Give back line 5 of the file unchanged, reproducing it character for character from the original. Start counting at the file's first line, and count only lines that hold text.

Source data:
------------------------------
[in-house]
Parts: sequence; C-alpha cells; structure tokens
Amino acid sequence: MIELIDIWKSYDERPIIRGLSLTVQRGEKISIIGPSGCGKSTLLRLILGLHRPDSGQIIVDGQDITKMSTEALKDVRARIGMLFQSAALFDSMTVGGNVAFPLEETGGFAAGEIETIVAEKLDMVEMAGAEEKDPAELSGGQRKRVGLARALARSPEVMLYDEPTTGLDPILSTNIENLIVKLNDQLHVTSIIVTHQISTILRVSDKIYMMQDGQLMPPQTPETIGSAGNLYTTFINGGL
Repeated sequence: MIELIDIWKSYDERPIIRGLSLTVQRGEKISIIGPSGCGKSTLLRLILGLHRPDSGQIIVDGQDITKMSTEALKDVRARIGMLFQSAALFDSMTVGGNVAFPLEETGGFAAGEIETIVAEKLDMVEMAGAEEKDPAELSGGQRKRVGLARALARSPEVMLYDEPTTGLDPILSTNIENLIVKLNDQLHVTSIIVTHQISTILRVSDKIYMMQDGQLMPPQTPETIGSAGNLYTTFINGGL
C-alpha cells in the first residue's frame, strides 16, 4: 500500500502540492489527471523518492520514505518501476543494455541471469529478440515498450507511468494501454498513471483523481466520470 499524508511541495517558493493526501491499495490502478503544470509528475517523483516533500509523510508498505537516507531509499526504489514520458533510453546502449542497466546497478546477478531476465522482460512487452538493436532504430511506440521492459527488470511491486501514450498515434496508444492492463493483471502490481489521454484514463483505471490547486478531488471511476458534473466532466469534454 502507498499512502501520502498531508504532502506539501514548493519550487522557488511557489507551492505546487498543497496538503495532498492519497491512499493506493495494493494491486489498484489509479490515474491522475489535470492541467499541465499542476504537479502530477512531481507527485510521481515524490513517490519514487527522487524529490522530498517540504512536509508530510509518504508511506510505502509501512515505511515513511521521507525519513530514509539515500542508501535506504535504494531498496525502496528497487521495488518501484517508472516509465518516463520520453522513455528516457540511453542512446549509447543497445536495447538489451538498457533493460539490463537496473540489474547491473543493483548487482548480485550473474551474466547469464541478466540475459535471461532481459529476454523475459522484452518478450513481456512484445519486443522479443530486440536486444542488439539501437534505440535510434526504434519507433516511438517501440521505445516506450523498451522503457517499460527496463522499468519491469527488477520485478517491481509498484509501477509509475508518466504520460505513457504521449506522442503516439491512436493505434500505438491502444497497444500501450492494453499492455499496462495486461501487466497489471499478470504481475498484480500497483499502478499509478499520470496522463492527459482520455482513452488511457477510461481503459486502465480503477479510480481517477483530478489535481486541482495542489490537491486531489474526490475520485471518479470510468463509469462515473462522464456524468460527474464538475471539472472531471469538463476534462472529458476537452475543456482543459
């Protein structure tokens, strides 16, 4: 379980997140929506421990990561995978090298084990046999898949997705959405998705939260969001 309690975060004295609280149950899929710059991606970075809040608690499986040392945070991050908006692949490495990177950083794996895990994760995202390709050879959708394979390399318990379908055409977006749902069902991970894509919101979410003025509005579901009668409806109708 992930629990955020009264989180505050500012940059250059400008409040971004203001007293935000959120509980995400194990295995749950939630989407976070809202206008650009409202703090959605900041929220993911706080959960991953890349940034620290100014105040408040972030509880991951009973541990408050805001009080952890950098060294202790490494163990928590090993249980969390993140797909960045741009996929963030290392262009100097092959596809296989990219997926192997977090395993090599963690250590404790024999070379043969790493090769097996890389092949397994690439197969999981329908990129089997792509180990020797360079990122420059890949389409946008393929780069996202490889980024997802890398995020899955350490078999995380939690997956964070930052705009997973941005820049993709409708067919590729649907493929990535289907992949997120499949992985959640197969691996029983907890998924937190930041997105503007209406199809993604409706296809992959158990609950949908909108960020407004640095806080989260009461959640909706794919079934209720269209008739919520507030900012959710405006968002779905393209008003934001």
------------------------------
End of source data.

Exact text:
C-alpha cells in the first residue's frame, strides 16, 4: 500500500502540492489527471523518492520514505518501476543494455541471469529478440515498450507511468494501454498513471483523481466520470 499524508511541495517558493493526501491499495490502478503544470509528475517523483516533500509523510508498505537516507531509499526504489514520458533510453546502449542497466546497478546477478531476465522482460512487452538493436532504430511506440521492459527488470511491486501514450498515434496508444492492463493483471502490481489521454484514463483505471490547486478531488471511476458534473466532466469534454 502507498499512502501520502498531508504532502506539501514548493519550487522557488511557489507551492505546487498543497496538503495532498492519497491512499493506493495494493494491486489498484489509479490515474491522475489535470492541467499541465499542476504537479502530477512531481507527485510521481515524490513517490519514487527522487524529490522530498517540504512536509508530510509518504508511506510505502509501512515505511515513511521521507525519513530514509539515500542508501535506504535504494531498496525502496528497487521495488518501484517508472516509465518516463520520453522513455528516457540511453542512446549509447543497445536495447538489451538498457533493460539490463537496473540489474547491473543493483548487482548480485550473474551474466547469464541478466540475459535471461532481459529476454523475459522484452518478450513481456512484445519486443522479443530486440536486444542488439539501437534505440535510434526504434519507433516511438517501440521505445516506450523498451522503457517499460527496463522499468519491469527488477520485478517491481509498484509501477509509475508518466504520460505513457504521449506522442503516439491512436493505434500505438491502444497497444500501450492494453499492455499496462495486461501487466497489471499478470504481475498484480500497483499502478499509478499520470496522463492527459482520455482513452488511457477510461481503459486502465480503477479510480481517477483530478489535481486541482495542489490537491486531489474526490475520485471518479470510468463509469462515473462522464456524468460527474464538475471539472472531471469538463476534462472529458476537452475543456482543459